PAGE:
The Icelandic land-based salmon farming group Landeldi leads the joint project funded with almost EUR 6.3 million from the Environment and Climate Program of the European Union, LIFE. The objective is to develop new technologies to reuse waste by producing fertilizers and biogas from organic waste as a by-product of land-based aquaculture and agriculture.
The Icelandic Farmers' Association, Orkidea – a collaborative project on innovation in South Iceland -; Ölfus Cluster – a group of companies and public bodies focused on sustainable development and the green and blue economy -; and SMJ– an engineering consulting firm from the Faroe Islands -, are Landeldi's partners in Terraforming LIFE. Moreover, the project is supported by Blue Ocean Technology in Norway, specialists in the production of sludge treatment plants.
"The plan is to take fish sludge, dead fish, sludge from organic waste and agriculture through their processing plants and create valuable energy, fertilizer and biochar of high quality," explained Blue Ocean Technology. To achieve this, the Norwegian company uses a pyrolysis process. This technology, which also allows for efficient carbon capture, is the only established method for negative carbon production.
Notably, Terraforming LIFE is the first Icelandic-led project to receive a grant from the EU LIFE program. Icelandic aquaculture has a strong commitment to sustainability and the environment, not only from the current regulations but also from the producers themselves. It is therefore not surprising that a salmon producer like Landeldi is leading this project which, while reducing the carbon footprint, will strengthen the circular economy in food production and promote a more positive environmental impact.
But, in addition to its environmental impact, if there is one thing this project stands out for, it is for being collaborative. Runar Thor Thorarinsson, project coordinator and representative of Landeldi, stressed the importance of this broad collaboration. "This includes an extremely exciting opportunity for the utilization of organic side streams from fish farming on land. The products will benefit the Icelandic cycle system and improve the environmental impact of aquaculture by producing not only fertilizer for agricultural production, but also carbon-neutral fuel, electricity and heat," he noted.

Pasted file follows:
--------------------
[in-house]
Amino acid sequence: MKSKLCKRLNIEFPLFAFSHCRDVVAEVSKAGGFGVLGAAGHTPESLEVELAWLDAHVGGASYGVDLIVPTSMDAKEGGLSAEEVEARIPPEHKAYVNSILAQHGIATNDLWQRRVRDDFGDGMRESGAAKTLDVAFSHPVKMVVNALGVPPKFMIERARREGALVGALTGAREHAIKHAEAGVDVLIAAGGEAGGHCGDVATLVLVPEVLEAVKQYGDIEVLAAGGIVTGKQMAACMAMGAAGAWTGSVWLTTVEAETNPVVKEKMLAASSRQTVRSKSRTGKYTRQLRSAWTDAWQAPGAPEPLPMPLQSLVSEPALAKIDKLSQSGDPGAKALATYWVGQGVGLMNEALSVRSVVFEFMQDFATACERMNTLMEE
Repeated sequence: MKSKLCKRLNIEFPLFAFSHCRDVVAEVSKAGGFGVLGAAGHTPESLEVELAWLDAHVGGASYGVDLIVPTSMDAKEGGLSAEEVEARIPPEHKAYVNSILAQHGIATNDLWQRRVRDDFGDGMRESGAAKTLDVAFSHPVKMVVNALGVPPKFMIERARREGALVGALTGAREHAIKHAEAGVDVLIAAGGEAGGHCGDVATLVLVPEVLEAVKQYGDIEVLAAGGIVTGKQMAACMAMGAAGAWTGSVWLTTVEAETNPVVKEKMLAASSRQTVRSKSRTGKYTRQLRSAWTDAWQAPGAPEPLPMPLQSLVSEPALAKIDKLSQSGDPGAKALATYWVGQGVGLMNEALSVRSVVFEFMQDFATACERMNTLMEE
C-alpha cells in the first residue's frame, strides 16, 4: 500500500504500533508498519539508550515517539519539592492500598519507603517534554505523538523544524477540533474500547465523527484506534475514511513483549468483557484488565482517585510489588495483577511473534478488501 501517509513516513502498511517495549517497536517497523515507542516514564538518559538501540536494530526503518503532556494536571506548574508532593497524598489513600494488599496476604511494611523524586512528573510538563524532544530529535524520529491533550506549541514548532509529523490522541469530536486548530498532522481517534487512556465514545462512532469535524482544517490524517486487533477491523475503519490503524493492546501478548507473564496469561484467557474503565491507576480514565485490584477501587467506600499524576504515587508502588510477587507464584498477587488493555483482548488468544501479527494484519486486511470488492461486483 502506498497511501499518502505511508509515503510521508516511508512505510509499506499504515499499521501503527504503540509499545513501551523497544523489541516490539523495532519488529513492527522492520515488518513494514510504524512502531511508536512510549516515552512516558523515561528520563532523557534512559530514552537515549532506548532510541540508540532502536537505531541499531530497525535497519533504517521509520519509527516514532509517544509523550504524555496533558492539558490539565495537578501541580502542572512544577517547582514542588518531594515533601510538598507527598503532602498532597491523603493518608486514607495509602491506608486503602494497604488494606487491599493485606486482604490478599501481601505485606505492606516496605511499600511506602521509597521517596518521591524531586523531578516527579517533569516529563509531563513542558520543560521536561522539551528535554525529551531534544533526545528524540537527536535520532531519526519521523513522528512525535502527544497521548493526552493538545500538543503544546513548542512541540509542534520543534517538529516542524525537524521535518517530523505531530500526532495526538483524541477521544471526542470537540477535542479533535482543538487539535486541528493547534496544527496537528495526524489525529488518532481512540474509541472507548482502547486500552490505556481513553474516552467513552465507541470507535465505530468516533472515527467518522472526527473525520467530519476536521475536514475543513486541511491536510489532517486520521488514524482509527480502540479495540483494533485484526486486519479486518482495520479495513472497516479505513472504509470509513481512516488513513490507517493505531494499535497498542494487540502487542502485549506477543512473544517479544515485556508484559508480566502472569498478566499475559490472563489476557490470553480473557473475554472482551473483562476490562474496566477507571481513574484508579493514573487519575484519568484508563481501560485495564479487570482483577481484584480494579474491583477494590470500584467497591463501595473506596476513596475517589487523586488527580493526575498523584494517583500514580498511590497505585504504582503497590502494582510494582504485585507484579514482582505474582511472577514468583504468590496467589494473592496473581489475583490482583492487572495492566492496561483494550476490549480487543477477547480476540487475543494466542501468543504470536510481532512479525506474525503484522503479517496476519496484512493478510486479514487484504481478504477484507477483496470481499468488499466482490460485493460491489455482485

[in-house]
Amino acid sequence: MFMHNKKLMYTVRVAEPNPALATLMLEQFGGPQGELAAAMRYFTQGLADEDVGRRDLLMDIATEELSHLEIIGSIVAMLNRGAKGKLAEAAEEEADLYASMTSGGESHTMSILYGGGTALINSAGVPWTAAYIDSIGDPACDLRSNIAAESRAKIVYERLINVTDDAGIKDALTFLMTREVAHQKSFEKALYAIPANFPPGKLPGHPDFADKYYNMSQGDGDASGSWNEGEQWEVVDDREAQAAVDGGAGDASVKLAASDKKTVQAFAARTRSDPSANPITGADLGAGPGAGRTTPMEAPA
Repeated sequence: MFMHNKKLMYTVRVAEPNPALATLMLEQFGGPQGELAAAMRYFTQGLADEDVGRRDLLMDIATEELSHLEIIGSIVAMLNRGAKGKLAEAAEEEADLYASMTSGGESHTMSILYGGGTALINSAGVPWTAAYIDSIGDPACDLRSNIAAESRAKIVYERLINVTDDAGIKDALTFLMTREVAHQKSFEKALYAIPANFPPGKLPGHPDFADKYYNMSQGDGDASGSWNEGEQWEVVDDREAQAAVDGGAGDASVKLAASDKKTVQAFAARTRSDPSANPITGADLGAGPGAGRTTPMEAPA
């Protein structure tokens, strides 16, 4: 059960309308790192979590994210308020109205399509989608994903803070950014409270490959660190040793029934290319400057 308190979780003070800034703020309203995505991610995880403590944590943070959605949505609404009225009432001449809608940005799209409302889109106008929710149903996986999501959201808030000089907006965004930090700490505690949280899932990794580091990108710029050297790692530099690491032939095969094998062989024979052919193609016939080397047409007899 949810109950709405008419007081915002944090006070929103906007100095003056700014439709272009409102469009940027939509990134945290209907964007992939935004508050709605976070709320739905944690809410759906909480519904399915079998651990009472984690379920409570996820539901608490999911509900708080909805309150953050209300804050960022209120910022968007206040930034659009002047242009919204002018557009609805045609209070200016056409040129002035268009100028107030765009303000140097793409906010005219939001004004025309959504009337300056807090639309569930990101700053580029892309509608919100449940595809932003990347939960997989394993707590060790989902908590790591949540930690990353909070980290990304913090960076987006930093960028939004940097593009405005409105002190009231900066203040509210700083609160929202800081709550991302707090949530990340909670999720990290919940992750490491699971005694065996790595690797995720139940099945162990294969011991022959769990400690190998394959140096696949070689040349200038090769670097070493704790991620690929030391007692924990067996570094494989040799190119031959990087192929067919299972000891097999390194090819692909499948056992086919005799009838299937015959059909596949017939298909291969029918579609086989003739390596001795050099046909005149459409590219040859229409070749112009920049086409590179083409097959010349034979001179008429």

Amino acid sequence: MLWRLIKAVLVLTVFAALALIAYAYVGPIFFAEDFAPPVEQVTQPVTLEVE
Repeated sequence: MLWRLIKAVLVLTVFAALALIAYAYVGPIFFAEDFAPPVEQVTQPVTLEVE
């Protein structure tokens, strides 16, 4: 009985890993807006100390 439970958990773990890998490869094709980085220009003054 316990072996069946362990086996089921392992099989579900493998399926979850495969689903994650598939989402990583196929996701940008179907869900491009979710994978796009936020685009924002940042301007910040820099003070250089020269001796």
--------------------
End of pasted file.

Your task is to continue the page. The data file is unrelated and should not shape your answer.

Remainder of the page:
For his part, the president of the Farmers' Association, Gunnar Þorgeirsson, stressed that the project will serve to improve the resilience and independence of agriculture and food production in Iceland. "One of the biggest challenges we farmers have faced in recent years has been the huge increase in fertilizer prices," he explained. "This project will reduce its impact by increasing the availability of domestic fertilizers. Farmers are excited about the project, as they want to be at the forefront of developing solutions to the climate problem, but the project reduces agriculture's ecological footprint."
As mentioned, the Terraforming LIFE project has received a grant of almost EUR 6.3 million from the EU through its Environment and Climate Program, LIFE 2021-2027. This is the only EU funding program entirely dedicated to environmental, climate, and energy objectives. It aims to protect and improve the quality of the environment, contributing to the shift towards a clean, circular, energy-efficient, climate-neutral, and climate-resilient economy.
In the municipality where the program will take place, Ölfus, in southern Iceland, there is an emphasis on the circular economy and on using and reusing all current resources as much as possible. Something that is very much present in this project, as Sveinn Adalsteinsson, manager of the Orkidea collaborative project on innovation, explained. "The project involves a lot of knowledge and technology development for the implementation of the circular economy, which gives us all very exciting possibilities and opportunities for innovation and business development in South Iceland," he said.